This is the best prepared he's ever been going into any of these elections that he's been involved in.

And so if you're DeSantis or Haley or these other challengers, taking on a former president who's very popular among your party is tough enough, but then to run up against the most well-organized operation he's ever been able to put together, all of his issues aside, they are prepared for this election in a way he's never been prepared for.

NAVARRO: And it's a former president who views Ron DeSantis like a Chihuahua yapping at his ankles, right? He's not even bothered by Ron DeSantis anymore. He doesn't even retort.

PHILLIP: But Ron DeSantis, when he started out, he wanted to run against Joe Biden. Now he's running against Donald Trump and Nikki Haley. We heard him attack Nikki Haley repeatedly in this debate pretty aggressively.

NAVARRO: Abby, he's running against Ron DeSantis. He's trying to change the narrative. He's trying to change the perception that people have created nationally in Iowa, in New Hampshire, in the early states about Ron DeSantis being robotic, being awkward, being a one -- you know, a broken record with one tune on it, woke, woke, woke. He's trying to change that, that perception. He's running against Ron DeSantis.

PHILLIP: Does it? And I was making this point he's moved away from all the controversial stuff in some ways tonight, no red flags on a lot of different points. Is boring good for DeSantis at this point?

BEGALA: It's one of those rules Jamal talked about, it used to be. I think, I mean, Mr. Trump, you say what you want about him, he's exciting, you know, in the same way that a category 5 hurricane is exciting. But he's exciting, he's compelling.

And I do think if Governor DeSantis wants to beat Mr. Trump, he's got to beat him, and he hit him harder than he ever has tonight. But he left a lot on the table. He pulled his punches. For example, when he was talking about the rise in anti-Semitism, which is something as the Florida governor, he does know and care a lot about, he didn't mention that in his very state, Mr. Trump had dinner with Nick Fuentes. PHILLIP: That's because he's trying to preserve the Trump base, right?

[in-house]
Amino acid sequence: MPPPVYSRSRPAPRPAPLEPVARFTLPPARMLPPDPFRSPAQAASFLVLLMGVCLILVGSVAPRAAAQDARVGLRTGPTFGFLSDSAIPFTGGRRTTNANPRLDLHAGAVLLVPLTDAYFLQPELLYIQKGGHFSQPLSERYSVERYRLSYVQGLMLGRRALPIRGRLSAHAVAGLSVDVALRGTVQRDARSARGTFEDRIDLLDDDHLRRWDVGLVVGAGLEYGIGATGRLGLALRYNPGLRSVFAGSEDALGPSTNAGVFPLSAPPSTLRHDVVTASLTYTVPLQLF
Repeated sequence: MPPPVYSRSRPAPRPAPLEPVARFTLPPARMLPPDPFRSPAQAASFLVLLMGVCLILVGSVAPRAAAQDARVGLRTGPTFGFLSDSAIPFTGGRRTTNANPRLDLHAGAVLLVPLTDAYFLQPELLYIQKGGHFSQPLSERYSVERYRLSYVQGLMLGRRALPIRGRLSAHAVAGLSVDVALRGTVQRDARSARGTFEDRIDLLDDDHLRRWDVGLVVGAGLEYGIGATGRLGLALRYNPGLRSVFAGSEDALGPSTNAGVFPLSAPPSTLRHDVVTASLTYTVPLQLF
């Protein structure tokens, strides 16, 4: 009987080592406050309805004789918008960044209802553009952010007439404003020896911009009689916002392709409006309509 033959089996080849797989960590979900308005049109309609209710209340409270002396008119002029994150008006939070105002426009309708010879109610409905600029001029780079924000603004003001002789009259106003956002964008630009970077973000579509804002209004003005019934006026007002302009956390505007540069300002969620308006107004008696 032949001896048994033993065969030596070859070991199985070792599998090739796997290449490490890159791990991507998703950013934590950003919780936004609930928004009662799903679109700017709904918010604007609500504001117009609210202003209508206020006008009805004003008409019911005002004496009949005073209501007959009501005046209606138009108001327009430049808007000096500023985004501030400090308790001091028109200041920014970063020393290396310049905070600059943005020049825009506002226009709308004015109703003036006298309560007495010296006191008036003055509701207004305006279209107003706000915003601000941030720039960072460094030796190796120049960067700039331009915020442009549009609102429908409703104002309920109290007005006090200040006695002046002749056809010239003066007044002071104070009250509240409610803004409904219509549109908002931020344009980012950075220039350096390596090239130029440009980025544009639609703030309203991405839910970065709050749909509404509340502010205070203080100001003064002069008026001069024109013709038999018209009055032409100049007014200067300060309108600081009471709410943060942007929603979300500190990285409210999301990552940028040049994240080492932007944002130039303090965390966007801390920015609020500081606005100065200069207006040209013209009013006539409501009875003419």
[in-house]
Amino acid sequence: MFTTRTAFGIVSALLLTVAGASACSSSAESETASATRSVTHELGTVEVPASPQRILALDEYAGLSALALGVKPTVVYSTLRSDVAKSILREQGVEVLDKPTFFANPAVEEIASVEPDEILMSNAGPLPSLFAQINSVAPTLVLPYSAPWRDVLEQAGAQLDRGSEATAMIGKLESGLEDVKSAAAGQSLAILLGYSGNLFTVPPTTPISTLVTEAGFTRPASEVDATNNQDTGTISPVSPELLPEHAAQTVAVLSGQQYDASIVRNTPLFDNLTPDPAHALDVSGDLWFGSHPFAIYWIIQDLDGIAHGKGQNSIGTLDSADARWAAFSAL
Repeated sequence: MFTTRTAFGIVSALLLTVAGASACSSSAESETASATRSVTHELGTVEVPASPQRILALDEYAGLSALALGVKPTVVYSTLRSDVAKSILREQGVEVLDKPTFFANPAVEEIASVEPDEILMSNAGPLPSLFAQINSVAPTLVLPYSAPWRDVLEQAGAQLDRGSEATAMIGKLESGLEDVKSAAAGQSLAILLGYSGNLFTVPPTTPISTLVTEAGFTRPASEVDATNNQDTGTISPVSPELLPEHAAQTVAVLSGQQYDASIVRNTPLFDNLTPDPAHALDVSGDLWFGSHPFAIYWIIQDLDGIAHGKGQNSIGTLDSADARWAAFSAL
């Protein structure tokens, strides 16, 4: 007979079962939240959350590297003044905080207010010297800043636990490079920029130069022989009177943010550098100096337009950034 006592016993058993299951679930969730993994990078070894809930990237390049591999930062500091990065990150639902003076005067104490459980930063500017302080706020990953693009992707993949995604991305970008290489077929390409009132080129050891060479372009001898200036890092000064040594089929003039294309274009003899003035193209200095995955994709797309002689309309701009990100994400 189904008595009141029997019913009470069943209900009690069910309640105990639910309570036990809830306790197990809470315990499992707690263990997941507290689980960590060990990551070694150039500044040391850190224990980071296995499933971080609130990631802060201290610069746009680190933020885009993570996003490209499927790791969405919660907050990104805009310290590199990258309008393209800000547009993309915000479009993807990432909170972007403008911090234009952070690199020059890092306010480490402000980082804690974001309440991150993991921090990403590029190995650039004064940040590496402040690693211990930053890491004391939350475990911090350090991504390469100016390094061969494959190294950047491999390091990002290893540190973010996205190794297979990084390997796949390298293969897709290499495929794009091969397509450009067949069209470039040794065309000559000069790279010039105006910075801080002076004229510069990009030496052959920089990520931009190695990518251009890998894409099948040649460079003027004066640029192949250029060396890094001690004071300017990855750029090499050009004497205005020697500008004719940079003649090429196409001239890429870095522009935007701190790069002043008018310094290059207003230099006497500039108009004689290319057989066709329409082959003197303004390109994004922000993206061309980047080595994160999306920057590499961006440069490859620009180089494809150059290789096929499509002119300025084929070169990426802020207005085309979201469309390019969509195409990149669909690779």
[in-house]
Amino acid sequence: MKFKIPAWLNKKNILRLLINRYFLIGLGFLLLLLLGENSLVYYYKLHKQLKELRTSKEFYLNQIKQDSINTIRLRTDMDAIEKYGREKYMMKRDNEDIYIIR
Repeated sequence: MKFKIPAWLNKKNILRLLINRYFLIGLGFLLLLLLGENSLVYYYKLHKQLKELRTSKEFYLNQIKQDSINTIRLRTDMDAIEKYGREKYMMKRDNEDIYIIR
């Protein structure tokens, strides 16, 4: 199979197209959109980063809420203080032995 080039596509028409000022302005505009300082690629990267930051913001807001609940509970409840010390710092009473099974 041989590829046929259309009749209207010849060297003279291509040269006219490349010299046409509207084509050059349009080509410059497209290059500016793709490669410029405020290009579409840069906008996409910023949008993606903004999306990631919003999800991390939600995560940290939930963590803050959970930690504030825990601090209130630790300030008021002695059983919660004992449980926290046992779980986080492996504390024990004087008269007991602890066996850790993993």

JENNINGS: I don't know.

PHILLIP: He said so today.

JENNINGS: Look, I think Trump is entertaining, but he's also likable. I mean, let's -- the Republicans like Donald Trump. Even the people who think maybe we should move on, they're like, well, I like Donald Trump. I like what he did. I think he seems like a good guy who came along at the right time and he smashed the Clintons and he smashed the media.

DeSantis' game is not likability. DeSantis' game is just constantly churning out center cut conservative Republican content that every Republican watching that would say, it sounds pretty good to me.

Now, the question is, is being right on virtually every policy good enough, or do you have to have that other gear, which Trump has and no one else in the race has?

NAVARRO: I'm not sure conservatives would say going after the largest employer in Florida, Disney, over having a different opinion than the governor is a conservative value. And he's got -- Ron DeSantis has a big problem right now, which is that Donald Trump is beating him like a conga drum in Florida, where people know him best.

PHILLIP: And he got a lot of praise for that on conservative media, but the voters, it's just perhaps not enough.